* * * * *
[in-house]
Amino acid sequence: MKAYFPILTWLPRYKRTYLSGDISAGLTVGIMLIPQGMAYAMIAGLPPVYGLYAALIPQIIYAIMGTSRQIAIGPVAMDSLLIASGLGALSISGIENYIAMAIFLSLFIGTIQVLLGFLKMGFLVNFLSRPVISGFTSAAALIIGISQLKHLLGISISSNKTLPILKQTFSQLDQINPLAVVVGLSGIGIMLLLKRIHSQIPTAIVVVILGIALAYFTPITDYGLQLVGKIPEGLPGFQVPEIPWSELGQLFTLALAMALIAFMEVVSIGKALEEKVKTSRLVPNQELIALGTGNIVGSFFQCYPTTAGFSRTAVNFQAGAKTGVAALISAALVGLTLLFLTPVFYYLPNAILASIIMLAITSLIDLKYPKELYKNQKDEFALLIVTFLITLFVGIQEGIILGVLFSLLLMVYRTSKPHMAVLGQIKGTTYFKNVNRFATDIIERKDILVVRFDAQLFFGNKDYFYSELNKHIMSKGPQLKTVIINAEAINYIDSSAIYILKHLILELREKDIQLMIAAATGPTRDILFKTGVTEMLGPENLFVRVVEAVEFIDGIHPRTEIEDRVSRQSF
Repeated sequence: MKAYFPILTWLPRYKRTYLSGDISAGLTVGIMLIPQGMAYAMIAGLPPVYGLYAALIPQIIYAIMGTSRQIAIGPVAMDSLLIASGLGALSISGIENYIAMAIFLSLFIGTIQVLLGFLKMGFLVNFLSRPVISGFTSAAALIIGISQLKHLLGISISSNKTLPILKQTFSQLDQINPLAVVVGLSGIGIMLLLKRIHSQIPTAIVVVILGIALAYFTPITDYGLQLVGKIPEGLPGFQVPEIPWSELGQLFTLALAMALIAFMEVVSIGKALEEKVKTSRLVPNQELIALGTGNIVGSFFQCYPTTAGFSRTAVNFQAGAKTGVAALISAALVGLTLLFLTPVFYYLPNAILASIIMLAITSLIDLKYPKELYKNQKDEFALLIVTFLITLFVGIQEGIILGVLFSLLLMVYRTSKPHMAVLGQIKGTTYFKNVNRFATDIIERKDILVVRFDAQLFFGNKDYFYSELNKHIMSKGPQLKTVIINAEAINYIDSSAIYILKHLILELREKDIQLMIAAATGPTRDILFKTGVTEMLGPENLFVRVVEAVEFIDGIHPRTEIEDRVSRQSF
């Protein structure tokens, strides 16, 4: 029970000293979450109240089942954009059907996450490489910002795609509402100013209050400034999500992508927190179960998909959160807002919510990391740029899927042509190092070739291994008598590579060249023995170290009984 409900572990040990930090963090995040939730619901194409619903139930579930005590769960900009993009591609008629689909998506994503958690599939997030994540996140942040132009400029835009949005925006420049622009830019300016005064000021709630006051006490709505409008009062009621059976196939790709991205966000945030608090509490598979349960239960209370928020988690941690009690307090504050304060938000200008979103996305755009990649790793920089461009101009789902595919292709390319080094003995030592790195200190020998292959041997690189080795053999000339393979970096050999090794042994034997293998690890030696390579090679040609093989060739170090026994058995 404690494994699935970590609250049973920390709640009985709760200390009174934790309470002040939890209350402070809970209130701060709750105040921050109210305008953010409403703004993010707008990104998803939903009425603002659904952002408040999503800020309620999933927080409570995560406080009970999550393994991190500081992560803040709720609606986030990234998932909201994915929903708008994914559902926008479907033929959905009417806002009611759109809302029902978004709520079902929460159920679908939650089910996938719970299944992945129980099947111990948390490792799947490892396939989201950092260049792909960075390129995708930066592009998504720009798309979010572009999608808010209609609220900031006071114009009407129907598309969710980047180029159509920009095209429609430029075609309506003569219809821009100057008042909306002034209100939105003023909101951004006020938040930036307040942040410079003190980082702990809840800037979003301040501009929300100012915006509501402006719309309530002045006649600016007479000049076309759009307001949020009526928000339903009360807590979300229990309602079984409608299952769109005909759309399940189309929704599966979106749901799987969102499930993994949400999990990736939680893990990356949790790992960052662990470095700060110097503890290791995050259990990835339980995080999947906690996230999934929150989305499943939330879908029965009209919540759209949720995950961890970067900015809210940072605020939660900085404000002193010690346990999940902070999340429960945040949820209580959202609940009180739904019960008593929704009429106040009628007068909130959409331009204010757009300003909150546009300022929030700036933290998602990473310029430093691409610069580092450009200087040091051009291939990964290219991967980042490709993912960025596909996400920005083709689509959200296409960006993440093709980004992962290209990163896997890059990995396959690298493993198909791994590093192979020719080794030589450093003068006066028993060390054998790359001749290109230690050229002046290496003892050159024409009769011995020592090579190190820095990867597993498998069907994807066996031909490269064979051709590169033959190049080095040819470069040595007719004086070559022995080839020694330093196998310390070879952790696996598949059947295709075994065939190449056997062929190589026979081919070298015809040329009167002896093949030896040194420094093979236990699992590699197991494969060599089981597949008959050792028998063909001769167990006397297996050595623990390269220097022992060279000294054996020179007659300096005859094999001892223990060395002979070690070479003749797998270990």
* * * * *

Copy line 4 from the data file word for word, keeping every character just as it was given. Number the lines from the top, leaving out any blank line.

């Protein structure tokens, strides 16, 4: 029970000293979450109240089942954009059907996450490489910002795609509402100013209050400034999500992508927190179960998909959160807002919510990391740029899927042509190092070739291994008598590579060249023995170290009984 409900572990040990930090963090995040939730619901194409619903139930579930005590769960900009993009591609008629689909998506994503958690599939997030994540996140942040132009400029835009949005925006420049622009830019300016005064000021709630006051006490709505409008009062009621059976196939790709991205966000945030608090509490598979349960239960209370928020988690941690009690307090504050304060938000200008979103996305755009990649790793920089461009101009789902595919292709390319080094003995030592790195200190020998292959041997690189080795053999000339393979970096050999090794042994034997293998690890030696390579090679040609093989060739170090026994058995 404690494994699935970590609250049973920390709640009985709760200390009174934790309470002040939890209350402070809970209130701060709750105040921050109210305008953010409403703004993010707008990104998803939903009425603002659904952002408040999503800020309620999933927080409570995560406080009970999550393994991190500081992560803040709720609606986030990234998932909201994915929903708008994914559902926008479907033929959905009417806002009611759109809302029902978004709520079902929460159920679908939650089910996938719970299944992945129980099947111990948390490792799947490892396939989201950092260049792909960075390129995708930066592009998504720009798309979010572009999608808010209609609220900031006071114009009407129907598309969710980047180029159509920009095209429609430029075609309506003569219809821009100057008042909306002034209100939105003023909101951004006020938040930036307040942040410079003190980082702990809840800037979003301040501009929300100012915006509501402006719309309530002045006649600016007479000049076309759009307001949020009526928000339903009360807590979300229990309602079984409608299952769109005909759309399940189309929704599966979106749901799987969102499930993994949400999990990736939680893990990356949790790992960052662990470095700060110097503890290791995050259990990835339980995080999947906690996230999934929150989305499943939330879908029965009209919540759209949720995950961890970067900015809210940072605020939660900085404000002193010690346990999940902070999340429960945040949820209580959202609940009180739904019960008593929704009429106040009628007068909130959409331009204010757009300003909150546009300022929030700036933290998602990473310029430093691409610069580092450009200087040091051009291939990964290219991967980042490709993912960025596909996400920005083709689509959200296409960006993440093709980004992962290209990163896997890059990995396959690298493993198909791994590093192979020719080794030589450093003068006066028993060390054998790359001749290109230690050229002046290496003892050159024409009769011995020592090579190190820095990867597993498998069907994807066996031909490269064979051709590169033959190049080095040819470069040595007719004086070559022995080839020694330093196998310390070879952790696996598949059947295709075994065939190449056997062929190589026979081919070298015809040329009167002896093949030896040194420094093979236990699992590699197991494969060599089981597949008959050792028998063909001769167990006397297996050595623990390269220097022992060279000294054996020179007659300096005859094999001892223990060395002979070690070479003749797998270990």